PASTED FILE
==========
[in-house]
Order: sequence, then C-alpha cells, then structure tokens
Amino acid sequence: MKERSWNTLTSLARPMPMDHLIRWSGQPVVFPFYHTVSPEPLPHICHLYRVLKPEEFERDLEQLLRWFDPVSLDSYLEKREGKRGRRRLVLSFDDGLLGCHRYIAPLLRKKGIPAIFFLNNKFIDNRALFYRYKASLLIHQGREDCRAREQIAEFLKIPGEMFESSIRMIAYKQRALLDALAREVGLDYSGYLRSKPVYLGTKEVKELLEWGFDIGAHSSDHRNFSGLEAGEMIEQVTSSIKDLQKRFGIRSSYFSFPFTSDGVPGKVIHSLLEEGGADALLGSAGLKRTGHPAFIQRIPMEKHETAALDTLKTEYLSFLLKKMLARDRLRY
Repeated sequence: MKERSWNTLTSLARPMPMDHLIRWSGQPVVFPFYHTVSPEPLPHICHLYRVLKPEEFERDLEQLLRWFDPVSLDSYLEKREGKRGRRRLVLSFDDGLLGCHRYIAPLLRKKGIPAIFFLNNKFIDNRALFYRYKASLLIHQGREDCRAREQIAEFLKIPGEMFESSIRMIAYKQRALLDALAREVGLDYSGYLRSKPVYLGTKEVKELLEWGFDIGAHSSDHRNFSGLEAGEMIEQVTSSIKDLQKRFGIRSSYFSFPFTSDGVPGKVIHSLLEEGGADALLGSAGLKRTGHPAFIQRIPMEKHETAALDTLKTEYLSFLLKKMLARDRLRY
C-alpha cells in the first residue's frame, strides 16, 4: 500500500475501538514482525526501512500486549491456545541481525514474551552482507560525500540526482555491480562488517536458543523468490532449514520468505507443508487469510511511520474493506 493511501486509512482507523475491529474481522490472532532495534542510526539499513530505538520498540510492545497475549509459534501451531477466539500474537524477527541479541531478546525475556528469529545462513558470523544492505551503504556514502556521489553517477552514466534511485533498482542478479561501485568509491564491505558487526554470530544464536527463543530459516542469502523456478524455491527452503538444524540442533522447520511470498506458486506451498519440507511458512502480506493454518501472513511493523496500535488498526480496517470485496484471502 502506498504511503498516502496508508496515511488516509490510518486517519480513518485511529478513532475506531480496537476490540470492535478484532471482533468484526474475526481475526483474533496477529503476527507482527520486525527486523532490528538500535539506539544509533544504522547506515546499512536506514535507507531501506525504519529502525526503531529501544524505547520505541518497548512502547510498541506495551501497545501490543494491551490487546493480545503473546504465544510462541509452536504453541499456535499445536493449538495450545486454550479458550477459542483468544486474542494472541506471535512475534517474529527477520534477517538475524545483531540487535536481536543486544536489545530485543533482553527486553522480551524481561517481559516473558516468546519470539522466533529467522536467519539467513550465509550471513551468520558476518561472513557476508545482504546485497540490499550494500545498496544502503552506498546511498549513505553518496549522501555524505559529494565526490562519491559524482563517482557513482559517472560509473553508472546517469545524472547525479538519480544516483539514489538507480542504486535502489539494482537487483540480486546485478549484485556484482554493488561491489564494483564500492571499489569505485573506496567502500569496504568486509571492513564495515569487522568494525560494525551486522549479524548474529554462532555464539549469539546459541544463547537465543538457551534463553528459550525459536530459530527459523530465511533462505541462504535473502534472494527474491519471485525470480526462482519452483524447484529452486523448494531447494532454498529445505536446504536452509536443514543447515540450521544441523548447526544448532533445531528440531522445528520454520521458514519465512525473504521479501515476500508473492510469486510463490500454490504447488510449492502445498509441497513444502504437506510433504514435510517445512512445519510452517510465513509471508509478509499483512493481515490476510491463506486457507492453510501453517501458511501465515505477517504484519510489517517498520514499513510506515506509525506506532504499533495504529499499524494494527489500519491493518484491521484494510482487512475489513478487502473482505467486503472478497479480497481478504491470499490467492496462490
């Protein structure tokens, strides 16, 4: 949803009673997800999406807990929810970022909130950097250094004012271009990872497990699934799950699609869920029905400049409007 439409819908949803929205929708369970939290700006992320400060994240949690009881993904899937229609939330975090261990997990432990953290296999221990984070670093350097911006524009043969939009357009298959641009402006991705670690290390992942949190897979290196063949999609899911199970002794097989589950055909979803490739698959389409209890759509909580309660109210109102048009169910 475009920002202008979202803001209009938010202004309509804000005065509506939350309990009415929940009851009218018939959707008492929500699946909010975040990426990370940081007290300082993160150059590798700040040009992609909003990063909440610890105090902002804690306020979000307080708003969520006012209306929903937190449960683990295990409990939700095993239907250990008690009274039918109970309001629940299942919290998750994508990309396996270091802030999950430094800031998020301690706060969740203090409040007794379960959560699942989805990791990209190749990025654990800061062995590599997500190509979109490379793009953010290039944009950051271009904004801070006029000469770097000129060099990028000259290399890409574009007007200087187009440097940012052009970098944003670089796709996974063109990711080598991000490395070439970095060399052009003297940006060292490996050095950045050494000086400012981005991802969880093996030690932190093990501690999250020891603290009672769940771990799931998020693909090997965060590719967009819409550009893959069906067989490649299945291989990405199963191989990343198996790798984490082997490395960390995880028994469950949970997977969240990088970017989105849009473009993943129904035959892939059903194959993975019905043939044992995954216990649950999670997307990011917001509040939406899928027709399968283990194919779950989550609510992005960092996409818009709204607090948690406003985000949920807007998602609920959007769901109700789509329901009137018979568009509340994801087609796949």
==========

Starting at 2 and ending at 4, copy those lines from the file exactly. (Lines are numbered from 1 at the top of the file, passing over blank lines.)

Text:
Order: sequence, then C-alpha cells, then structure tokens
Amino acid sequence: MKERSWNTLTSLARPMPMDHLIRWSGQPVVFPFYHTVSPEPLPHICHLYRVLKPEEFERDLEQLLRWFDPVSLDSYLEKREGKRGRRRLVLSFDDGLLGCHRYIAPLLRKKGIPAIFFLNNKFIDNRALFYRYKASLLIHQGREDCRAREQIAEFLKIPGEMFESSIRMIAYKQRALLDALAREVGLDYSGYLRSKPVYLGTKEVKELLEWGFDIGAHSSDHRNFSGLEAGEMIEQVTSSIKDLQKRFGIRSSYFSFPFTSDGVPGKVIHSLLEEGGADALLGSAGLKRTGHPAFIQRIPMEKHETAALDTLKTEYLSFLLKKMLARDRLRY
Repeated sequence: MKERSWNTLTSLARPMPMDHLIRWSGQPVVFPFYHTVSPEPLPHICHLYRVLKPEEFERDLEQLLRWFDPVSLDSYLEKREGKRGRRRLVLSFDDGLLGCHRYIAPLLRKKGIPAIFFLNNKFIDNRALFYRYKASLLIHQGREDCRAREQIAEFLKIPGEMFESSIRMIAYKQRALLDALAREVGLDYSGYLRSKPVYLGTKEVKELLEWGFDIGAHSSDHRNFSGLEAGEMIEQVTSSIKDLQKRFGIRSSYFSFPFTSDGVPGKVIHSLLEEGGADALLGSAGLKRTGHPAFIQRIPMEKHETAALDTLKTEYLSFLLKKMLARDRLRY